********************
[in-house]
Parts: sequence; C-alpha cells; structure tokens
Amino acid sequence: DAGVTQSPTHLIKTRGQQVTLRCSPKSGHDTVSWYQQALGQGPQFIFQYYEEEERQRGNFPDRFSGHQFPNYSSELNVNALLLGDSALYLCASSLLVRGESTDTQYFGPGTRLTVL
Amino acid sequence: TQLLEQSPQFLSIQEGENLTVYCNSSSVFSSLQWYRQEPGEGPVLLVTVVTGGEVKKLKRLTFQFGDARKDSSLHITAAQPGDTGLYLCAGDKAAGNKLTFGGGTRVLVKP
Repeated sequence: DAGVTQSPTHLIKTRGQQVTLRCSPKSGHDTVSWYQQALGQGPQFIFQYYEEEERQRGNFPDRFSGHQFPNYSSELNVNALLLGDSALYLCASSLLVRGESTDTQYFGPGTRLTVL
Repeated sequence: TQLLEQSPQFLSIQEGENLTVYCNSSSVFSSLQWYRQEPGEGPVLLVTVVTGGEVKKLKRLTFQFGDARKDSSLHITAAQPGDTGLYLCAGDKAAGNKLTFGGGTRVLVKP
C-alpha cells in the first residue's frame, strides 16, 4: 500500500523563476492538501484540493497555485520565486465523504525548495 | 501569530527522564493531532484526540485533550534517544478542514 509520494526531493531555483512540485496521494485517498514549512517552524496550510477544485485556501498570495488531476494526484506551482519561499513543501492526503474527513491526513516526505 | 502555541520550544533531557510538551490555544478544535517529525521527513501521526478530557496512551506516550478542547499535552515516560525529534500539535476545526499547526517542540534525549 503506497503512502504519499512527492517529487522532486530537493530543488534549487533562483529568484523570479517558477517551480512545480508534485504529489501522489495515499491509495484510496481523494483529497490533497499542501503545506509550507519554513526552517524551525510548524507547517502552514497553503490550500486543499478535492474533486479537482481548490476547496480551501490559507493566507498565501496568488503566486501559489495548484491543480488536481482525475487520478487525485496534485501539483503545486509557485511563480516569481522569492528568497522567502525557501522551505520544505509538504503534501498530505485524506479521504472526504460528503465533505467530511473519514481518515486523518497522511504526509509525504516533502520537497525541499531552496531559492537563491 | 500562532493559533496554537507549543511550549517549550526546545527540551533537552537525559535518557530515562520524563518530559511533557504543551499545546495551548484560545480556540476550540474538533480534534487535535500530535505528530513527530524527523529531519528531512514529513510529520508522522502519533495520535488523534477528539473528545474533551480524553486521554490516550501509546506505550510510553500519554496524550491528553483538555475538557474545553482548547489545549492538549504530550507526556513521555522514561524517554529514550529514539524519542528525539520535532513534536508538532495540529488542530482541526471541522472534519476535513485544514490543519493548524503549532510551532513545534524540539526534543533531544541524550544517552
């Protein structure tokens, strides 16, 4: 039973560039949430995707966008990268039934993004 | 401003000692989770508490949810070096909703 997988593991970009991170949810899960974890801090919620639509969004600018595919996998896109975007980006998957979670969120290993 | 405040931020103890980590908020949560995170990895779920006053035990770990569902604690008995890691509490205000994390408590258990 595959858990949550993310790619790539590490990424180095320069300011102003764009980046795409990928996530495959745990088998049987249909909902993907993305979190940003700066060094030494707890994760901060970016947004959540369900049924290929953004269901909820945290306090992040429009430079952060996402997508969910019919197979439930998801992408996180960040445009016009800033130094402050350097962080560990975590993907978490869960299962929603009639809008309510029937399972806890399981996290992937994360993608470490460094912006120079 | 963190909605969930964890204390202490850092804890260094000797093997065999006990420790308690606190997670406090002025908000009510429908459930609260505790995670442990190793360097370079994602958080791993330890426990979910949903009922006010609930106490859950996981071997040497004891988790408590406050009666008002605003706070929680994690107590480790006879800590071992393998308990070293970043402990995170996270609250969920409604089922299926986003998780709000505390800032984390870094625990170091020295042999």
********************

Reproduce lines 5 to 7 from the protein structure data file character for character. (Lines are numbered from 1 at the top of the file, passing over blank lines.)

Repeated sequence: DAGVTQSPTHLIKTRGQQVTLRCSPKSGHDTVSWYQQALGQGPQFIFQYYEEEERQRGNFPDRFSGHQFPNYSSELNVNALLLGDSALYLCASSLLVRGESTDTQYFGPGTRLTVL
Repeated sequence: TQLLEQSPQFLSIQEGENLTVYCNSSSVFSSLQWYRQEPGEGPVLLVTVVTGGEVKKLKRLTFQFGDARKDSSLHITAAQPGDTGLYLCAGDKAAGNKLTFGGGTRVLVKP
C-alpha cells in the first residue's frame, strides 16, 4: 500500500523563476492538501484540493497555485520565486465523504525548495 | 501569530527522564493531532484526540485533550534517544478542514 509520494526531493531555483512540485496521494485517498514549512517552524496550510477544485485556501498570495488531476494526484506551482519561499513543501492526503474527513491526513516526505 | 502555541520550544533531557510538551490555544478544535517529525521527513501521526478530557496512551506516550478542547499535552515516560525529534500539535476545526499547526517542540534525549 503506497503512502504519499512527492517529487522532486530537493530543488534549487533562483529568484523570479517558477517551480512545480508534485504529489501522489495515499491509495484510496481523494483529497490533497499542501503545506509550507519554513526552517524551525510548524507547517502552514497553503490550500486543499478535492474533486479537482481548490476547496480551501490559507493566507498565501496568488503566486501559489495548484491543480488536481482525475487520478487525485496534485501539483503545486509557485511563480516569481522569492528568497522567502525557501522551505520544505509538504503534501498530505485524506479521504472526504460528503465533505467530511473519514481518515486523518497522511504526509509525504516533502520537497525541499531552496531559492537563491 | 500562532493559533496554537507549543511550549517549550526546545527540551533537552537525559535518557530515562520524563518530559511533557504543551499545546495551548484560545480556540476550540474538533480534534487535535500530535505528530513527530524527523529531519528531512514529513510529520508522522502519533495520535488523534477528539473528545474533551480524553486521554490516550501509546506505550510510553500519554496524550491528553483538555475538557474545553482548547489545549492538549504530550507526556513521555522514561524517554529514550529514539524519542528525539520535532513534536508538532495540529488542530482541526471541522472534519476535513485544514490543519493548524503549532510551532513545534524540539526534543533531544541524550544517552